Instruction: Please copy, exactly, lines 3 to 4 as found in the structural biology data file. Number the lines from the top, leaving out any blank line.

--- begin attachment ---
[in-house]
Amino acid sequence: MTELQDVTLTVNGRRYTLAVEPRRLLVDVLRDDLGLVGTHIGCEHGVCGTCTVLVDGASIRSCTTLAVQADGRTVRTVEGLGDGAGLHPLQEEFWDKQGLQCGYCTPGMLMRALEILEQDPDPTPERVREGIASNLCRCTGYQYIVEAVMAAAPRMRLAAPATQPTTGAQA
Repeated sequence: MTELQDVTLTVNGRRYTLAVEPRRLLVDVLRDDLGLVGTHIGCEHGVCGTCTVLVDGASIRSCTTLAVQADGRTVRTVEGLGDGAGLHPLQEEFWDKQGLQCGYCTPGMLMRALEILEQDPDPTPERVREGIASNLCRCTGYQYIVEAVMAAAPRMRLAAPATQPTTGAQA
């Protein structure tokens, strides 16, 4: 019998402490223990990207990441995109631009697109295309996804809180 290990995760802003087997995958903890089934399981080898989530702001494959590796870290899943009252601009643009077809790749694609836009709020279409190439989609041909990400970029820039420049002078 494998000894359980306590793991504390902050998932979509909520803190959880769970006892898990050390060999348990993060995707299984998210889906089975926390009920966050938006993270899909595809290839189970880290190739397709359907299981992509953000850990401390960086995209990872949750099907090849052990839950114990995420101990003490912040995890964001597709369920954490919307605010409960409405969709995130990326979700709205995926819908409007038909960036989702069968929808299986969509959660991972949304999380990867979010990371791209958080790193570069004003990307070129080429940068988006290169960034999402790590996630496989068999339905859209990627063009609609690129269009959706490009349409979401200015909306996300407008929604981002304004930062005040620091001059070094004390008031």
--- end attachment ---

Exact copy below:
Repeated sequence: MTELQDVTLTVNGRRYTLAVEPRRLLVDVLRDDLGLVGTHIGCEHGVCGTCTVLVDGASIRSCTTLAVQADGRTVRTVEGLGDGAGLHPLQEEFWDKQGLQCGYCTPGMLMRALEILEQDPDPTPERVREGIASNLCRCTGYQYIVEAVMAAAPRMRLAAPATQPTTGAQA
């Protein structure tokens, strides 16, 4: 019998402490223990990207990441995109631009697109295309996804809180 290990995760802003087997995958903890089934399981080898989530702001494959590796870290899943009252601009643009077809790749694609836009709020279409190439989609041909990400970029820039420049002078 494998000894359980306590793991504390902050998932979509909520803190959880769970006892898990050390060999348990993060995707299984998210889906089975926390009920966050938006993270899909595809290839189970880290190739397709359907299981992509953000850990401390960086995209990872949750099907090849052990839950114990995420101990003490912040995890964001597709369920954490919307605010409960409405969709995130990326979700709205995926819908409007038909960036989702069968929808299986969509959660991972949304999380990867979010990371791209958080790193570069004003990307070129080429940068988006290169960034999402790590996630496989068999339905859209990627063009609609690129269009959706490009349409979401200015909306996300407008929604981002304004930062005040620091001059070094004390008031």